Clay awoke screaming Sapphira’s name. He choked off his scream and tried to take in his surroundings. He was still locked in the room at the Bahaman outpost. Sitting up, he rubbed his hands over his face, then grimaced and looked down at his left side. The wound broke open again and was bleeding freely. He lifted his shirt and placed a hand over the wound, then concentrated. It took several agonizing minutes before the skin stretched across the gap and began to knit itself together. His mind was so preoccupied with so many things, it made concentrating difficult. The blood loss from the lithodid damage was also taking its toll on Clay’s body. Without wanting to, his mind wondered back to the dream he had. His Sapphira was drugging herself to forget. To forget what they could have had and could have been to one another.
He cursed as blood coated his hand. He couldn’t concentrate long enough to finish his healing. A part of him was elated that she still cared for him so deeply after all of this time, but he also felt angry with her for risking her health. She could be poisoning herself. No wonder she can’t remember anything.
A sound at the door broke into his thoughts and his eyes quickly scanned the room to see if there was anything in there he could use to help him escape. His bed was an oval-shaped living coral with a rare species of jellyfish that served as a mattress. The two lived in a symbiotic relationship, each serving the needs of the other. The jellyfish, called a Stomolophus meleagris, provided the coral with food and moisture and the coral in turn gave food – in the form of its waste – and protection. The rest of the room was bare. The entire structure was made from bedrock.
The door opened to admit two Syrens. Their yellow eyes bore into him and hatred swamped his senses. He could barely tell if the hatred came from him or them. He tried to shield himself, but the hatred batted it away. They flanked him, but didn’t touch.
“Good morning,” he said conversationally. “Do I need to stand, or are we going to watch a movie together like this?”
The Syren to his right hissed at him and he shrugged. “You know, you really need to work on your communication skills,” he said with a disappointed sigh.
The Syren on his left backhanded him and he jerked back from the blow. Warmth flowed from his bottom lip and he put the back of his hand to his chin. It came away red with his blood. “Ok,” he slurred through his torn lip, “message received.”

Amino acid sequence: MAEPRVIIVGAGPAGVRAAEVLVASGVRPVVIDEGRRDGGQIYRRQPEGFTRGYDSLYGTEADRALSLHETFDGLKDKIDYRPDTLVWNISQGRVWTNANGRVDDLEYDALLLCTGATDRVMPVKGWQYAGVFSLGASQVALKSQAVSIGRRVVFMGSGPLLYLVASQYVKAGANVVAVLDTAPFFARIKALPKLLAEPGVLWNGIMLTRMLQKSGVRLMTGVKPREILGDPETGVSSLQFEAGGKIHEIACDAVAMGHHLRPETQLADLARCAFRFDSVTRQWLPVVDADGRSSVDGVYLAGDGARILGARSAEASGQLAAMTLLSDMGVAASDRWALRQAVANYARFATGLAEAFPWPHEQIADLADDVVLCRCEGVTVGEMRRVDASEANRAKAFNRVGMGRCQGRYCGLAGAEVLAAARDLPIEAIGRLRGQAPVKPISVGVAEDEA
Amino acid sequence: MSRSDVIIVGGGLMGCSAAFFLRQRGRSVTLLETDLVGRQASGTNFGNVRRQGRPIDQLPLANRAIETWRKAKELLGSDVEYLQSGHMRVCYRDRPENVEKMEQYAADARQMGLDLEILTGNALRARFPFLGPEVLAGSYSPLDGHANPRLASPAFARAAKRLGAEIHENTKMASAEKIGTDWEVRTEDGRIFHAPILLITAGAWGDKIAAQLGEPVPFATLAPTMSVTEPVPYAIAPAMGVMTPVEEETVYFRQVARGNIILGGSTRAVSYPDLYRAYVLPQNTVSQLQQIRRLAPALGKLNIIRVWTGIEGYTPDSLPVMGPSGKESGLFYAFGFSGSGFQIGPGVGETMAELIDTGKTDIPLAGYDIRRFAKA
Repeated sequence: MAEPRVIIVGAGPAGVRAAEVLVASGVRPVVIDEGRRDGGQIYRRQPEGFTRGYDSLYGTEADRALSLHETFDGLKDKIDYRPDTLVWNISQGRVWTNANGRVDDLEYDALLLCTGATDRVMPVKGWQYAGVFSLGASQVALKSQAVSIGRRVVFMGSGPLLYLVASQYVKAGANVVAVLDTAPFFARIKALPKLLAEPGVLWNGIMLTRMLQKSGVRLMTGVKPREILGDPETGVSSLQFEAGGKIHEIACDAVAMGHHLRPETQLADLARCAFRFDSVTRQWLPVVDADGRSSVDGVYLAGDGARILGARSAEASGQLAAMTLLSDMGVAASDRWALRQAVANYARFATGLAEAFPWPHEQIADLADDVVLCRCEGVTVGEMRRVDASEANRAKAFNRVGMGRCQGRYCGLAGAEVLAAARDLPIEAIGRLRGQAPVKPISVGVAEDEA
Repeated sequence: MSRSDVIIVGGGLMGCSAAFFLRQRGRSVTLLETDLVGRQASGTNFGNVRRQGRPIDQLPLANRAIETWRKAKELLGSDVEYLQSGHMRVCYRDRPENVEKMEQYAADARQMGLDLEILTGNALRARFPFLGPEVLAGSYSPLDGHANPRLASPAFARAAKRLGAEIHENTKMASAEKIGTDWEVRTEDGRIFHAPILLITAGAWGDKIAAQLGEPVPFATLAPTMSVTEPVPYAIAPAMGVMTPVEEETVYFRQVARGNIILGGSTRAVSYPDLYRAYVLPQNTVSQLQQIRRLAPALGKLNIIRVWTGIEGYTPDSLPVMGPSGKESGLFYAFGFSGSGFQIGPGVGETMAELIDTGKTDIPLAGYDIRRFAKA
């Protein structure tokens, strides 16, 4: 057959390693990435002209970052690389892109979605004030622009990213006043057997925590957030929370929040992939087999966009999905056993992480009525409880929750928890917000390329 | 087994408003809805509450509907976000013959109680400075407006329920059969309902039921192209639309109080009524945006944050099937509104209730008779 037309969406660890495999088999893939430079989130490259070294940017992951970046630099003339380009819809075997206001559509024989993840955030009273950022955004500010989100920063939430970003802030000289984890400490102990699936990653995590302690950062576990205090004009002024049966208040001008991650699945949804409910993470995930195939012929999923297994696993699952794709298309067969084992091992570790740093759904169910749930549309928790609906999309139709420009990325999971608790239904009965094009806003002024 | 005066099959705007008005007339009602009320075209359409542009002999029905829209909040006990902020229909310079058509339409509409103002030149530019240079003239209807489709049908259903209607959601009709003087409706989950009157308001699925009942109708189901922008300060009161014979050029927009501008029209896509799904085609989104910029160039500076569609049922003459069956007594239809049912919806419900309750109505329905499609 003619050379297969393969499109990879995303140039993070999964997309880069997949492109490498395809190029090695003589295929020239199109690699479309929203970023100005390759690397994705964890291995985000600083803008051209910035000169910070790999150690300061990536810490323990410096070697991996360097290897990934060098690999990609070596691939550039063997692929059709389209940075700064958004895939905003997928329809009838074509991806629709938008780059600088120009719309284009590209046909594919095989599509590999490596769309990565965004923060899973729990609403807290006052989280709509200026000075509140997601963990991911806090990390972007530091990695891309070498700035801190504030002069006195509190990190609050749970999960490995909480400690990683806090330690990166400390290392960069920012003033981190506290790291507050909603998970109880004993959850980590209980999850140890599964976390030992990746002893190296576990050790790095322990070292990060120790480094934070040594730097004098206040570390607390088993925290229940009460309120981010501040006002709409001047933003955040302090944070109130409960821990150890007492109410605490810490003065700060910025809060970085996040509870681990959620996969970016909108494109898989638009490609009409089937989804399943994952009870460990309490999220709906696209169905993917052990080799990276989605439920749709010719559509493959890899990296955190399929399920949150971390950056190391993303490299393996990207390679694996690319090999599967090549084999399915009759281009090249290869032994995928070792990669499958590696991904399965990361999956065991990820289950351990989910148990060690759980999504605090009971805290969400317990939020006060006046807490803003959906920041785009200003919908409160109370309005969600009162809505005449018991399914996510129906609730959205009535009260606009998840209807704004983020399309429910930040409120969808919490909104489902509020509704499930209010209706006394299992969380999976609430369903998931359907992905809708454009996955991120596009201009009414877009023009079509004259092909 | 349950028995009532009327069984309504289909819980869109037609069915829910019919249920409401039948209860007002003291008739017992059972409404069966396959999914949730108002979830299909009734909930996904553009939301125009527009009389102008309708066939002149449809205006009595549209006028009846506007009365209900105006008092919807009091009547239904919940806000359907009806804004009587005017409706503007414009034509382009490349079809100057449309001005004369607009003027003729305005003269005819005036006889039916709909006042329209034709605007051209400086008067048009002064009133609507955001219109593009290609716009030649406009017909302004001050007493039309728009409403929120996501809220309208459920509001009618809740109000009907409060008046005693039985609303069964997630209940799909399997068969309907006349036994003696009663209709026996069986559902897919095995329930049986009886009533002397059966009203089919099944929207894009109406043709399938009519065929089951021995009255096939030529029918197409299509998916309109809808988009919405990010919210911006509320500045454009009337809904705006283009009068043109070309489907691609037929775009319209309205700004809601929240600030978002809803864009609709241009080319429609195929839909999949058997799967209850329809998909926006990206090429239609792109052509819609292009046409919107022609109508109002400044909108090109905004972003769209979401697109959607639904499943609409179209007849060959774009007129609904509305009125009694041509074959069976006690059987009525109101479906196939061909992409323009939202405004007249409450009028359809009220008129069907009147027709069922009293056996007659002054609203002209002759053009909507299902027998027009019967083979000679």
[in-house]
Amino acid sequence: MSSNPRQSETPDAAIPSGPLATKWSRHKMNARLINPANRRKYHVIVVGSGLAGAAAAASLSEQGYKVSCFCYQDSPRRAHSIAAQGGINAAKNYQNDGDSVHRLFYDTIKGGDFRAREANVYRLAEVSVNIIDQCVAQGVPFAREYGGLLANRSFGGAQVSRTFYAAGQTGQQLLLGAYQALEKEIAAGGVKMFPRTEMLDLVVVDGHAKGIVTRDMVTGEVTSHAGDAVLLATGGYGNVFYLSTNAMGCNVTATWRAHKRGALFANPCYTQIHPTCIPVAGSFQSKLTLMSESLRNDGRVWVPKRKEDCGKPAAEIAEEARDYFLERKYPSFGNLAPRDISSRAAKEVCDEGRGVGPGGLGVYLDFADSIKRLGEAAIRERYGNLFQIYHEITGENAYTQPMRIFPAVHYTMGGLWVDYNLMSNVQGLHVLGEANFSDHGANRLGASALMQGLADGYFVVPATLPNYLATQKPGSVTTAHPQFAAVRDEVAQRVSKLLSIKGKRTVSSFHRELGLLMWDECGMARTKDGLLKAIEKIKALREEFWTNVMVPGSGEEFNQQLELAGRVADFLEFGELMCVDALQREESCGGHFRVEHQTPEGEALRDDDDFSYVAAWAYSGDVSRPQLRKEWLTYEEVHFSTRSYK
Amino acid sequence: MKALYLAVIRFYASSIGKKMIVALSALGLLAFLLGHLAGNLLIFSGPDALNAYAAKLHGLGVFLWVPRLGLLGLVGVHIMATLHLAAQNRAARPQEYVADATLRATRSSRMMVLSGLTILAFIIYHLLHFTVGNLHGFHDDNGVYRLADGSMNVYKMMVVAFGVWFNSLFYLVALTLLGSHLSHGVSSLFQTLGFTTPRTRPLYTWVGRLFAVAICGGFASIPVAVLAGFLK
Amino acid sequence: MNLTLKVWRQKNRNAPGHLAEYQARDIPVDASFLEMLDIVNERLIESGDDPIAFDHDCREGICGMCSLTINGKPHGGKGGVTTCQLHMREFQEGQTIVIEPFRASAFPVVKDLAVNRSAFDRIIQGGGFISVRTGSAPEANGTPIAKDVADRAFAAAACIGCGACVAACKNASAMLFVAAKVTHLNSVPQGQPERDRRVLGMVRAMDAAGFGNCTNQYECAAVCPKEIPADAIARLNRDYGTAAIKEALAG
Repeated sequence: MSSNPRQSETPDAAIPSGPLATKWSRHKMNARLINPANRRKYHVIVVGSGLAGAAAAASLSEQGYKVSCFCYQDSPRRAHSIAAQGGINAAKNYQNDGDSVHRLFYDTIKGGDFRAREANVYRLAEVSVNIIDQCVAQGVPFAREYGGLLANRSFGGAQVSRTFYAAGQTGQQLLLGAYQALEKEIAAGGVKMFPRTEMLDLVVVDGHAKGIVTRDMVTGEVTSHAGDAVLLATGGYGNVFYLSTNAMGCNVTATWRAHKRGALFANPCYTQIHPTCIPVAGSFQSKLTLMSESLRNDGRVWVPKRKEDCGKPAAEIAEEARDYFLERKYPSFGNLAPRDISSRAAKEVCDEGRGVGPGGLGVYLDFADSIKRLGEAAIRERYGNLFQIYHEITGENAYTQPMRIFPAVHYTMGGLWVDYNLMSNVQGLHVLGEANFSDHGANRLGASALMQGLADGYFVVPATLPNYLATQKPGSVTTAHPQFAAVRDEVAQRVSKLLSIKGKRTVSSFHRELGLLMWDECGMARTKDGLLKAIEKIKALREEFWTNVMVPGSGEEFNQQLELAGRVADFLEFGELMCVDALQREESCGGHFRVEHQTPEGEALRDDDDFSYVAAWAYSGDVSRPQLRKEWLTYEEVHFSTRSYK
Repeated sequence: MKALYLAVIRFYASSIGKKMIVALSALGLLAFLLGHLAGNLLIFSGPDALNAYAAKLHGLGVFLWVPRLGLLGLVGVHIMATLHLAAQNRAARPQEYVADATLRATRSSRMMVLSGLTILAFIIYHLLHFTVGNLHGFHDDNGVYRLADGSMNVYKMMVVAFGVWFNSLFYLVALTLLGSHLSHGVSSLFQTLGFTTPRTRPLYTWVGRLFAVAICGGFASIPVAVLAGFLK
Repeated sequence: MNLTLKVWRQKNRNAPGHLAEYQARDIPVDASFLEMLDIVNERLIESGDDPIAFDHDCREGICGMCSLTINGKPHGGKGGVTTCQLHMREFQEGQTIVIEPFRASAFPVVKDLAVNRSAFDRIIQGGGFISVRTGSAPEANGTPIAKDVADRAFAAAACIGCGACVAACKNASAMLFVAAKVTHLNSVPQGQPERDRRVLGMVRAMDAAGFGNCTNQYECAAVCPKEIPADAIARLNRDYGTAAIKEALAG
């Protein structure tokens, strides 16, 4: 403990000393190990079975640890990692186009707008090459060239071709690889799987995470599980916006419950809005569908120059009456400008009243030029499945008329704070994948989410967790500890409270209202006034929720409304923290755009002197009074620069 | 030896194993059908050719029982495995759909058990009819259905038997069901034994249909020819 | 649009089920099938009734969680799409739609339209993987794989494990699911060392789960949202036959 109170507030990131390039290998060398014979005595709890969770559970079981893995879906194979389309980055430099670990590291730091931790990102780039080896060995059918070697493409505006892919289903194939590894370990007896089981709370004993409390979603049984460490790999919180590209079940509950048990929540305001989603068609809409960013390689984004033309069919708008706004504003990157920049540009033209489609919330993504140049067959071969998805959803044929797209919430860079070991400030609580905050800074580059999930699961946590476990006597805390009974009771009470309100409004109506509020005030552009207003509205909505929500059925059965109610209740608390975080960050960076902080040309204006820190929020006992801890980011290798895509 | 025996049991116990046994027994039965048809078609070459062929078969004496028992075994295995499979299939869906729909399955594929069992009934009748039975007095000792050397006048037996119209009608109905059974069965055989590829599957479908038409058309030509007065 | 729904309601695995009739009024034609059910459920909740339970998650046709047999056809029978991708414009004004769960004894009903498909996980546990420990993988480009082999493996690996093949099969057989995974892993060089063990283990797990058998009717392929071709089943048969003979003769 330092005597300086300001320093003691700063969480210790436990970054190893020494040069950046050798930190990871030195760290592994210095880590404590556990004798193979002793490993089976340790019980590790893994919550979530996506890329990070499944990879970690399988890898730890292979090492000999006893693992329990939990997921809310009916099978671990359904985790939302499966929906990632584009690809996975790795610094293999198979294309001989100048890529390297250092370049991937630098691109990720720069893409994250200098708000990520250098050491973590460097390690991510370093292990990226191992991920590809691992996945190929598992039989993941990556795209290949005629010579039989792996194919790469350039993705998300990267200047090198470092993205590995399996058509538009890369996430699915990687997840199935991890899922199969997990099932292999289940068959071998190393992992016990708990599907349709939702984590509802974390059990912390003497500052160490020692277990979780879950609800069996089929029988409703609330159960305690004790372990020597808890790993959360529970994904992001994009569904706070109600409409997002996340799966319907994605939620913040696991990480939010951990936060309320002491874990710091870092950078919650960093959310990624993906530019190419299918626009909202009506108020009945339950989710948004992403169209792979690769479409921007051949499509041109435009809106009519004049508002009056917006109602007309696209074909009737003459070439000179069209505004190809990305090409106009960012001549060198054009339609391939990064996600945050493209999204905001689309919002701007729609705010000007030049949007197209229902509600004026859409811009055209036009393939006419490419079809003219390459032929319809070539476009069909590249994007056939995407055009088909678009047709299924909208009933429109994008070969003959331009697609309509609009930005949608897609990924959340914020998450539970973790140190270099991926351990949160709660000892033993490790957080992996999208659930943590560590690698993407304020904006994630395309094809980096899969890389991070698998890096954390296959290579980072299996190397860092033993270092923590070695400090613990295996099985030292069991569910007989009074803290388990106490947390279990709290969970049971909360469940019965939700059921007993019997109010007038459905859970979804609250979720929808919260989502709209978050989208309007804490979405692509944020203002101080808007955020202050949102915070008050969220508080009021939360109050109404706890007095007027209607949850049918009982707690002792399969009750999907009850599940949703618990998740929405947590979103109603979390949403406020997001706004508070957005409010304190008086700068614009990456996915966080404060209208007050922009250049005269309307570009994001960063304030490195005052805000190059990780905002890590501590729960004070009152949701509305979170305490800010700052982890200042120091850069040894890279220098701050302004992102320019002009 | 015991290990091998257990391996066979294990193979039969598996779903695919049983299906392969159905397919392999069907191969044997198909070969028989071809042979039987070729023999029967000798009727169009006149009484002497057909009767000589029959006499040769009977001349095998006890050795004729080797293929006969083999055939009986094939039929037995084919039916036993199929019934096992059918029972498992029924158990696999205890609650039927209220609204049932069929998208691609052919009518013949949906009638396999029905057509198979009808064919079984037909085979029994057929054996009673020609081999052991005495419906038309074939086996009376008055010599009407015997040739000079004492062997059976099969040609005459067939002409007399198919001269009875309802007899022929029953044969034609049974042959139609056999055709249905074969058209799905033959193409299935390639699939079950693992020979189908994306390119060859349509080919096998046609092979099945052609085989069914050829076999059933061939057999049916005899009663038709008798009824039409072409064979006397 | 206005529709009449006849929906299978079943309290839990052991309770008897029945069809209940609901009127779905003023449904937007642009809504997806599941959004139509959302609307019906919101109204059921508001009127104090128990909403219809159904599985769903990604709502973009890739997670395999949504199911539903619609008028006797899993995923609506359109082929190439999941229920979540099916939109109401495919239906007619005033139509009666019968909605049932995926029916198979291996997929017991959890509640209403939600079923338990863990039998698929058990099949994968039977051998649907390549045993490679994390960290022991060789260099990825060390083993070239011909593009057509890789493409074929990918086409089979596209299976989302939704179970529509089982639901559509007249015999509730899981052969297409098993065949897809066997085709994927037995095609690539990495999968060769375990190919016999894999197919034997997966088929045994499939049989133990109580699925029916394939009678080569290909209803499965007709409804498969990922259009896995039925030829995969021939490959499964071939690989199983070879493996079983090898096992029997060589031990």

“No, you haven’t really understood the message,” said a third Syren who came in through the door, “otherwise, you would remain silent and wait.”
Clay looked up at the Syren who entered and recognized him instantly. “Demiclasias,” he growled and spat blood at the Syren’s feet.
A sneer curled the split upper lip of the Syren before him. “I’ll have more than that from you before we are done.”
Slowly, Clay stood between the Syren’s flanking him and towered a good five inches over Demiclasias. “Before we are done,” he said in a silk-over-steel voice, “I will have equal amounts of blood from you.”
“Only if you can save yourself and your queen,” the Syren growled back. “And you are too weak for either.”
Clay stiffened. What did this creature plan to do with Sapphira? Did he have her too? How much should he cooperate to keep her from harm?
“Did you know,” Demiclasias began confidently, “that when Atlanteans are cast out they weaken? The Elixir of Life fails them and their gifts fade away.”
Clay thought about his difficulty healing and wondered if the problem extended to his concealment and shielding as well.
“It’s the outer world that does it,” Demiclasias continued. “So full of pollutants that is saps Atlanteans of their health and everything impinging on that health. It makes the humans weak, too, but they don’t know it. They’ll be very easy to defeat and control.”
A black brow lifted. Clay’s entire expression conveyed skepticism with an edge of dark humor. “I see you have developed some grand goals since your banishment. Does this mean you have given up on taking over Atlantis?”